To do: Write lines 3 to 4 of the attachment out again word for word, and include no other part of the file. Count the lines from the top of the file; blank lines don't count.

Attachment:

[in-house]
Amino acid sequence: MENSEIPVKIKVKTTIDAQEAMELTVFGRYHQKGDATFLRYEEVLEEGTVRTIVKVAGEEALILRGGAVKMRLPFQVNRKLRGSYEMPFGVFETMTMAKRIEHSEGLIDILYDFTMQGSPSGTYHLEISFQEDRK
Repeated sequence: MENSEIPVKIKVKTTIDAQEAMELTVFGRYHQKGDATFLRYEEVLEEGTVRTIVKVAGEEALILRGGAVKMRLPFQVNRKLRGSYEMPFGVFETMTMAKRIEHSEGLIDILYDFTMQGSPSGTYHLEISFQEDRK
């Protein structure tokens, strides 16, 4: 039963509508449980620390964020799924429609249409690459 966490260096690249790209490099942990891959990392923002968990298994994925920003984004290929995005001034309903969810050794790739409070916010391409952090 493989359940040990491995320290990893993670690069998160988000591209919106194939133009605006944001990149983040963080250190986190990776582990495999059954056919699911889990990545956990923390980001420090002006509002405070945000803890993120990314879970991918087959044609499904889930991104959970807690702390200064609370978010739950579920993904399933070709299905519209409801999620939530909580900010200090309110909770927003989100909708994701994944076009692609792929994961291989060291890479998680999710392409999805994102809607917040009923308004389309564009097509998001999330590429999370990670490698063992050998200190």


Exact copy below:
Repeated sequence: MENSEIPVKIKVKTTIDAQEAMELTVFGRYHQKGDATFLRYEEVLEEGTVRTIVKVAGEEALILRGGAVKMRLPFQVNRKLRGSYEMPFGVFETMTMAKRIEHSEGLIDILYDFTMQGSPSGTYHLEISFQEDRK
């Protein structure tokens, strides 16, 4: 039963509508449980620390964020799924429609249409690459 966490260096690249790209490099942990891959990392923002968990298994994925920003984004290929995005001034309903969810050794790739409070916010391409952090 493989359940040990491995320290990893993670690069998160988000591209919106194939133009605006944001990149983040963080250190986190990776582990495999059954056919699911889990990545956990923390980001420090002006509002405070945000803890993120990314879970991918087959044609499904889930991104959970807690702390200064609370978010739950579920993904399933070709299905519209409801999620939530909580900010200090309110909770927003989100909708994701994944076009692609792929994961291989060291890479998680999710392409999805994102809607917040009923308004389309564009097509998001999330590429999370990670490698063992050998200190």